This can't make its mind up what it is. Is it erroneous, archaic, or both? If it is a misspelling, how common is it? Mglovesfun (talk) 16:18, 27 April 2010 (UTC)

May 2010[edit]


Rfc-sense: French "fundament, human bottom". Huh? Mglovesfun (talk) 08:38, 7 May 2010 (UTC)

  • What's the problem exactly? Seems like a good translation to me. Ƿidsiþ 06:38, 2 May 2012 (UTC)


Apparently these (14, so far) are just copied from Wikia, which in turn are copied from somewhere else. What should we do? Delete them? Clean them up, or just leave them to rot? Mglovesfun (talk) 14:13, 10 May 2010 (UTC)

Ok he's the author. Still. I fancy just deleting them, they're an awful mess and a lot of the terms wouldn't meet our CFI, they're more like sentences than idioms. Mglovesfun (talk) 14:25, 10 May 2010 (UTC)
Keep. Perhaps the could be moved to Appendix:Interlingua. Conrad.Irwin 14:26, 10 May 2010 (UTC)
Or WT:Requested entries (Interlingua). We already have a similar list of (mainly) red links for French. Mglovesfun (talk) 14:30, 10 May 2010 (UTC)

hit the ball twice[edit]

Isn't this an adverb? Mglovesfun (talk) 12:38, 13 May 2010 (UTC)


Format. Definitions unintelligible to me. I think this means something like "country boy". Two adjective definitions seem to be of positive- and negative-valence attributive use, AFAICT. Is attributive use of nouns not as universal in Spanish as in English? I would not expect that mere valence differences warrant separate definitions. DCDuring TALK 18:28, 14 May 2010 (UTC)


There is a Translingual pronunciation section for an IPA symbol.

  1. Is the name of an IPA symbol its pronunciation?
  2. Did the contributor intend to provide an example rather than a pronunciation?
  3. I thought that the pronunciation of an IPA symbol differed a bit according to the language being represented.
  4. How do symbol and letter entries don't seem to fit into WT:ELE? Should they be deleted?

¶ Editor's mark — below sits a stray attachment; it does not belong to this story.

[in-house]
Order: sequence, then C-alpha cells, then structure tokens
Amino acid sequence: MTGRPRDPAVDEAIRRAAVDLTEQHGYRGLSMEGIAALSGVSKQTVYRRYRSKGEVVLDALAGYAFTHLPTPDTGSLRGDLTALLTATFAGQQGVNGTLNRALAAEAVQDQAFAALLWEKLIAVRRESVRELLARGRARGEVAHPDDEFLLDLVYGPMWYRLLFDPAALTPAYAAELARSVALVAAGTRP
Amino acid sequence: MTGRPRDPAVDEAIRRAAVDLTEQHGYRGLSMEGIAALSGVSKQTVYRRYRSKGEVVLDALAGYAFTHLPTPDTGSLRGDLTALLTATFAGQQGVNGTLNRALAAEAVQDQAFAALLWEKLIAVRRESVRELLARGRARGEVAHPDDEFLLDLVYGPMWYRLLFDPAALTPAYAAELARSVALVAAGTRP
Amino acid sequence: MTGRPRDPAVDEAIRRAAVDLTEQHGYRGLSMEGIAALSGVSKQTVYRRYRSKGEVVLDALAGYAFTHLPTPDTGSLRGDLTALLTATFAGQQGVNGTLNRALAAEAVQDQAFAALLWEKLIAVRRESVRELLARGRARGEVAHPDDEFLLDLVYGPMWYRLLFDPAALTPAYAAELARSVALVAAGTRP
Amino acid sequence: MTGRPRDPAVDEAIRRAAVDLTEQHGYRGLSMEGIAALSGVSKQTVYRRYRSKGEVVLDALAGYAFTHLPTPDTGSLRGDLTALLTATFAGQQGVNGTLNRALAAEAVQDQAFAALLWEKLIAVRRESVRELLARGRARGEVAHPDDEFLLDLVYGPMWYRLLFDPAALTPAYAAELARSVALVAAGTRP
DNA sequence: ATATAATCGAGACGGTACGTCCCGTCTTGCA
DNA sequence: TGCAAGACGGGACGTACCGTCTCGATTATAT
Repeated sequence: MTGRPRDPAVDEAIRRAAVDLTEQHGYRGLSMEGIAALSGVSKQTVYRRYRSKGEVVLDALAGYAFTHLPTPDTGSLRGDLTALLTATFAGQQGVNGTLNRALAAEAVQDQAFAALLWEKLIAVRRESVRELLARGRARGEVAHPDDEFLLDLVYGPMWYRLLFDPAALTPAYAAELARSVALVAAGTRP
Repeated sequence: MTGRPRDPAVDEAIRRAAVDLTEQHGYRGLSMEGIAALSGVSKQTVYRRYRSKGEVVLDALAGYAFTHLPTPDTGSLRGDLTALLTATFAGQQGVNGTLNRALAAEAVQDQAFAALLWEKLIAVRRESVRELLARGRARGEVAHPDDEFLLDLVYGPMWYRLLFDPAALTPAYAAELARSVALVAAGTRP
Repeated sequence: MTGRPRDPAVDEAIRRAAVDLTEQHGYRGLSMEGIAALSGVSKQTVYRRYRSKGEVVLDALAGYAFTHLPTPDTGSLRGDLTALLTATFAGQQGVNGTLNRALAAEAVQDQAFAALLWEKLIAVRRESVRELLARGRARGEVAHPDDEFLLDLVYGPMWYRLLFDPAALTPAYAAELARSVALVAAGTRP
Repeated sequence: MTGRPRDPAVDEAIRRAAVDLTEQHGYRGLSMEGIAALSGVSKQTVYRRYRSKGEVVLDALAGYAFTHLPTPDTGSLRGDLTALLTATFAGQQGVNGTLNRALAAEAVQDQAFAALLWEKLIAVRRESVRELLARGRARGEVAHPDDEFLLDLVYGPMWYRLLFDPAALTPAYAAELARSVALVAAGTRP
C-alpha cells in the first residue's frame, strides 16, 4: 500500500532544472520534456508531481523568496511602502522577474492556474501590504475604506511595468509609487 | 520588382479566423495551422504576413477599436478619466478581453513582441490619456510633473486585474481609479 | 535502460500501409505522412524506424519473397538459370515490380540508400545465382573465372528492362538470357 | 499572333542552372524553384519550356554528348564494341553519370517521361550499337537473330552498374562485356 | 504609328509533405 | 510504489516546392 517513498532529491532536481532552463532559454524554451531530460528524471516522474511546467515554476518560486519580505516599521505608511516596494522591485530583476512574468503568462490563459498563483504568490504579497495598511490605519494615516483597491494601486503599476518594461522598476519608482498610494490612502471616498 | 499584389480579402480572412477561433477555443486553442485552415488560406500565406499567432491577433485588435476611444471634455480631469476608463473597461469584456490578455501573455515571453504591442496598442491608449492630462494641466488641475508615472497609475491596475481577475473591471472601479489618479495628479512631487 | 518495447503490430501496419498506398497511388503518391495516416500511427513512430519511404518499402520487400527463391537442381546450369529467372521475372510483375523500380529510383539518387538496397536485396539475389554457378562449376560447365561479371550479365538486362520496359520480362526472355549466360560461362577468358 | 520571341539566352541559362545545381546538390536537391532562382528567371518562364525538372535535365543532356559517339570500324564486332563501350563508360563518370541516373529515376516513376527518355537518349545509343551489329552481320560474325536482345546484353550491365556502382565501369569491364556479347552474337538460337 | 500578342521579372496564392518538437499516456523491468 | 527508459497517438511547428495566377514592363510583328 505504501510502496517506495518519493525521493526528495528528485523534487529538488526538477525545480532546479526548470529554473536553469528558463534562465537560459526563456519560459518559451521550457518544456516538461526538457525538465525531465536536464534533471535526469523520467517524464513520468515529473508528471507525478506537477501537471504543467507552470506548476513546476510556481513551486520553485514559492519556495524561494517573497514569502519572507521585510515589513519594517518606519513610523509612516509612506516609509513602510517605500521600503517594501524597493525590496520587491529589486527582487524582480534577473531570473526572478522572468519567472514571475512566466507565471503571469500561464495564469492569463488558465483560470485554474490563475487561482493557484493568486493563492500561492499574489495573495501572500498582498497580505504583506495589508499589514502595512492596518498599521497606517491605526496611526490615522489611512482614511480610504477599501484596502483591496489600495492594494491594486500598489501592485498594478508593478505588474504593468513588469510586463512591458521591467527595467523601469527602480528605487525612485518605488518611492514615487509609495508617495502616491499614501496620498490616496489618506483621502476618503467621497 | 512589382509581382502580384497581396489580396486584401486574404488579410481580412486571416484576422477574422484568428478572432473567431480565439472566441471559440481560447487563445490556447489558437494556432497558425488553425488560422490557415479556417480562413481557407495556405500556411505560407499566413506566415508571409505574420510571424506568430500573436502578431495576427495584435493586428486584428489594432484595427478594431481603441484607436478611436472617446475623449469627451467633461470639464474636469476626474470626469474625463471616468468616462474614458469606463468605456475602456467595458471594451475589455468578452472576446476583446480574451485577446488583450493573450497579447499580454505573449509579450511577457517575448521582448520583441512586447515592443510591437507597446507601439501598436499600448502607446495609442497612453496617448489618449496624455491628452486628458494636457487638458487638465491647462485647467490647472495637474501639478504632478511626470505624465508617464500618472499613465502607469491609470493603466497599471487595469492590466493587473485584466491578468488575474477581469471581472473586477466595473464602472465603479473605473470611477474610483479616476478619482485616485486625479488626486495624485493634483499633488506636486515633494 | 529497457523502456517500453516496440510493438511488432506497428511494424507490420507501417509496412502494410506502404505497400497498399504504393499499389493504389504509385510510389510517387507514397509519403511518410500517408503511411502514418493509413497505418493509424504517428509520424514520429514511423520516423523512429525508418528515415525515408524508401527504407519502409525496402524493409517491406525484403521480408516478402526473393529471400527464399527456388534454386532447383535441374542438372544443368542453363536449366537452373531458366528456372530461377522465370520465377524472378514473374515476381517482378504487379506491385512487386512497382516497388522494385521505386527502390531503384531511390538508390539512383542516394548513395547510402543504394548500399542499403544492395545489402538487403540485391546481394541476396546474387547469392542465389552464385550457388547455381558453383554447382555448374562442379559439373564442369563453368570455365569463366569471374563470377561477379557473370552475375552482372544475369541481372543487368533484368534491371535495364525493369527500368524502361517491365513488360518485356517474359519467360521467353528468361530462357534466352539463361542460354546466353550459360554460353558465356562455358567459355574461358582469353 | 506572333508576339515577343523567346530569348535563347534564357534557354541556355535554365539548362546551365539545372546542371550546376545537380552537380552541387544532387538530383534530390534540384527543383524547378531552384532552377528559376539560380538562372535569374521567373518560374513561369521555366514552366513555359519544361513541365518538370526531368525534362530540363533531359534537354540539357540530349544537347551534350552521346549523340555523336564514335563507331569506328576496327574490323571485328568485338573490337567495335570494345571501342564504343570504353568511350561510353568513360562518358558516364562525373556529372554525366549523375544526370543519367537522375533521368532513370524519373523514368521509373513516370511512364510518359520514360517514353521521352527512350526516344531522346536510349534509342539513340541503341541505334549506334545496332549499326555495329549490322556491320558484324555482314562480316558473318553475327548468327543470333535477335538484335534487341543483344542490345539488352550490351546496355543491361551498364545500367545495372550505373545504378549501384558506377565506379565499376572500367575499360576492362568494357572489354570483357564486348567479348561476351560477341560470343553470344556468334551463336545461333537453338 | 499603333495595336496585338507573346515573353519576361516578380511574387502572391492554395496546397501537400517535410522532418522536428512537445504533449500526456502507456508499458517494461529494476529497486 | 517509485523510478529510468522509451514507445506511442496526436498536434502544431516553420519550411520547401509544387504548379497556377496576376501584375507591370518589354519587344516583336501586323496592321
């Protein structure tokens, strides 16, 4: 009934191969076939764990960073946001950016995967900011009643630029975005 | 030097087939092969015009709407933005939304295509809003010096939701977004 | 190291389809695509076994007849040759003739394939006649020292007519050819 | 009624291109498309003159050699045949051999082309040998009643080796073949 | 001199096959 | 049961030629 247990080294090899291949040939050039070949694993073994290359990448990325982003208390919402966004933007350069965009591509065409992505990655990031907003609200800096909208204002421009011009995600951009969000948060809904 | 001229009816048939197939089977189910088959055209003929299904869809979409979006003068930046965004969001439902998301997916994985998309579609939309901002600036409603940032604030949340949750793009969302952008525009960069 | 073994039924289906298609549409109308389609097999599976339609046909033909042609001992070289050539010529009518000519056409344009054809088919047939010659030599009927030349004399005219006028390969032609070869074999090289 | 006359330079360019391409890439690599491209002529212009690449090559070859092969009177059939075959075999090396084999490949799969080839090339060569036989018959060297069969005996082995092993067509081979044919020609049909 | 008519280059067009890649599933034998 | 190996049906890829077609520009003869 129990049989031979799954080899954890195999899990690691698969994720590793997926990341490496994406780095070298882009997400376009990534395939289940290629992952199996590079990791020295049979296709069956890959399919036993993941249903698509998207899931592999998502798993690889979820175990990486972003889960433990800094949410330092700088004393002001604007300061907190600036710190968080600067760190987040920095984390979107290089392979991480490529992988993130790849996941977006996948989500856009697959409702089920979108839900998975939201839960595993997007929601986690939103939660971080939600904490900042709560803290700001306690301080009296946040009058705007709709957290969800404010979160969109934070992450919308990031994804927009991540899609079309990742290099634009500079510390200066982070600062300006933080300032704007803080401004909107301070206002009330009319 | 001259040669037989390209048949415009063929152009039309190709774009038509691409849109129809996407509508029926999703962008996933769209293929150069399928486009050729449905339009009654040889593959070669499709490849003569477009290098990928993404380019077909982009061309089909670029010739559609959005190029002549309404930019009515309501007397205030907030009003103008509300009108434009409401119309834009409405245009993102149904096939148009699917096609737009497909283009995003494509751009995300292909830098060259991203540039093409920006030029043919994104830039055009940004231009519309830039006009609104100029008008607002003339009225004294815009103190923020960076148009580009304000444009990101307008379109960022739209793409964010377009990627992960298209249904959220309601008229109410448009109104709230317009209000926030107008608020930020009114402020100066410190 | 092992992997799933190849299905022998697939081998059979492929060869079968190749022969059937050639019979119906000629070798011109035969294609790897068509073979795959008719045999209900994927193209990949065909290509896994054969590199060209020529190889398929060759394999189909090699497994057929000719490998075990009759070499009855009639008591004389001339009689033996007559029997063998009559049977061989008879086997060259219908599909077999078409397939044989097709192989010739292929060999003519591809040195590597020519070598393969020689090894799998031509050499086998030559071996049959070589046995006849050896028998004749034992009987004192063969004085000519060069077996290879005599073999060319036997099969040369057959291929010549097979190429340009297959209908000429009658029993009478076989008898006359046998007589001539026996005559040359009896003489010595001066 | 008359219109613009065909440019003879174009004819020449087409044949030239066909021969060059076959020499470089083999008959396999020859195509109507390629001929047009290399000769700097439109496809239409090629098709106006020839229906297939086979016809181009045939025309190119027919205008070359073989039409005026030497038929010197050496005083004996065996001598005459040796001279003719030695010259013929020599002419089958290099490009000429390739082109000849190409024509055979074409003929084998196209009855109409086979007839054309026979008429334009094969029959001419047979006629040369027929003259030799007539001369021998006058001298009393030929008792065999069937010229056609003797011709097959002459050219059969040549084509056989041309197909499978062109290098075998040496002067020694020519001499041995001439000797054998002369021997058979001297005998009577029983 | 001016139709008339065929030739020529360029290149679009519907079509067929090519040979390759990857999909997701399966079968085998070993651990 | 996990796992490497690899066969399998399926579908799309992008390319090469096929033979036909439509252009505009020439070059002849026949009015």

5. If they are to be kept, are such entries to be opportunities for formatting experimentation?

Help! DCDuring TALK 18:39, 14 May 2010 (UTC)

Category:Place names[edit]

There's a very random mix of place names placed directly in this category. --Rising Sun talk? contributions 12:43, 16 May 2010 (UTC)


A type of weave. Not a very helpful def. DCDuring TALK 11:21, 17 May 2010 (UTC)

This appears to have been resolved. — Pingkudimmi 11:58, 20 March 2012 (UTC)


Let's sort out if "quasi adjective" (or quasi-adjective ?) is a valid heading now and if the category should be created etc, how to treat them in general. Mutante 16:38, 17 May 2010 (UTC)

I would prefer these to just be adjectives - that is certainly what the definition reads as in English - but I have no knowledge of Japanese grammar. For reference, all the words with this header are Japanese:
We have an English defintion for this term that fits this use. I say keep 'em all. Maybe the header should link to the common noun. Mglovesfun (talk) 12:35, 20 May 2010 (UTC)
A bit late, but by way of further reference, Wiktionary:About Japanese does include quasi-adjective as a POS. -- Cheers, Eiríkr Útlendi | Tala við mig 02:14, 28 January 2011 (UTC)
Well, it also says "Use L3 or L4 header Adjective". -- Prince Kassad 17:24, 2 February 2011 (UTC)

Looks like Haplology reclassified this as a noun in a bid at cleaning up the entry; problem is, 活発 is never classified as a noun in Japanese, nor used as such -- it only ever has a な or に afterwards (unless used in compounds), making it that dreaded quasi adjective in English (a category I quite dislike, but that's a different matter; and shouldn't that be hyphenated?), or a 形容動詞 in Japanese.

I've therefore re-added the RFC tag, and am starting a related discussion over at Wiktionary_talk:About_Japanese. -- Eiríkr Útlendi | Tala við mig 18:43, 22 August 2011 (UTC)

Not much traffic over there of late, and after talking with Haplology, I restated that post over at WT:BEER#Preferred forms for Japanese lemmata. -- Eiríkr Útlendi | Tala við mig 17:37, 23 August 2011 (UTC)


Conrad's edit summary says it all really. Mglovesfun (talk) 17:55, 19 May 2010 (UTC)

It looks to me to be about as cleaned up as it's going to get. Strike? -- Eiríkr Útlendi | Tala við mig 18:10, 22 August 2011 (UTC)


Mglovesfun (talk) 21:15, 31 May 2010 (UTC)

June 2010[edit]


Get rid of the cause subdivision. Can’t we remove the webster tag by now? Split up derived terms and translation sections. H. (talk) 10:04, 13 June 2010 (UTC)